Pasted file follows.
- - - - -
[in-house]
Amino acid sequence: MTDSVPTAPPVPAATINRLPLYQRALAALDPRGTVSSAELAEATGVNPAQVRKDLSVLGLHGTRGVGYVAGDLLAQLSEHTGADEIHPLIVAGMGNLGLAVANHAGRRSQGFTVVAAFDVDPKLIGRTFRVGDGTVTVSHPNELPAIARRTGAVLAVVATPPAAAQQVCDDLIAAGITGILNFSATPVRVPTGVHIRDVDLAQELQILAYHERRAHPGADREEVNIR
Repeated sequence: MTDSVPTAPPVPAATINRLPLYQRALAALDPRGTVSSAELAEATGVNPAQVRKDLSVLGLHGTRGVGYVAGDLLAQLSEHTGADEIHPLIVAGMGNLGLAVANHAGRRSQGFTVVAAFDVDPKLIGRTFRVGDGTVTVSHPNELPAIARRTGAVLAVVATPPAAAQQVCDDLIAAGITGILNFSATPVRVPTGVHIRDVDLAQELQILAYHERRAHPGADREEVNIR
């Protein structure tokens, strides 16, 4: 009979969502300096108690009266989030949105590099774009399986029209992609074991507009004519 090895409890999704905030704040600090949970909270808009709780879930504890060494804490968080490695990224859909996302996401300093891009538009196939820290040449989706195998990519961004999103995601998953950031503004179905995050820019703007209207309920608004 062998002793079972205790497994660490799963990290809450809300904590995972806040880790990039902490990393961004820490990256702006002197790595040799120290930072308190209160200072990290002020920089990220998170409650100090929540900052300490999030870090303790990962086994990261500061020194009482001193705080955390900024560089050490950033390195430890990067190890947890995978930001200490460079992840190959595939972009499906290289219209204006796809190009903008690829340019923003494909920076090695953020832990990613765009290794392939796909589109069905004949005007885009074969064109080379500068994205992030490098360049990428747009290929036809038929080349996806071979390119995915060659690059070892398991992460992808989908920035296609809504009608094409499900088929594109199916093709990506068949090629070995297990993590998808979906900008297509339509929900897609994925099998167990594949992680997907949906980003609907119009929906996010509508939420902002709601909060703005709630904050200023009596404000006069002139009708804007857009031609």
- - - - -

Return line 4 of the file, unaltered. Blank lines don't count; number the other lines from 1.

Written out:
């Protein structure tokens, strides 16, 4: 009979969502300096108690009266989030949105590099774009399986029209992609074991507009004519 090895409890999704905030704040600090949970909270808009709780879930504890060494804490968080490695990224859909996302996401300093891009538009196939820290040449989706195998990519961004999103995601998953950031503004179905995050820019703007209207309920608004 062998002793079972205790497994660490799963990290809450809300904590995972806040880790990039902490990393961004820490990256702006002197790595040799120290930072308190209160200072990290002020920089990220998170409650100090929540900052300490999030870090303790990962086994990261500061020194009482001193705080955390900024560089050490950033390195430890990067190890947890995978930001200490460079992840190959595939972009499906290289219209204006796809190009903008690829340019923003494909920076090695953020832990990613765009290794392939796909589109069905004949005007885009074969064109080379500068994205992030490098360049990428747009290929036809038929080349996806071979390119995915060659690059070892398991992460992808989908920035296609809504009608094409499900088929594109199916093709990506068949090629070995297990993590998808979906900008297509339509929900897609994925099998167990594949992680997907949906980003609907119009929906996010509508939420902002709601909060703005709630904050200023009596404000006069002139009708804007857009031609």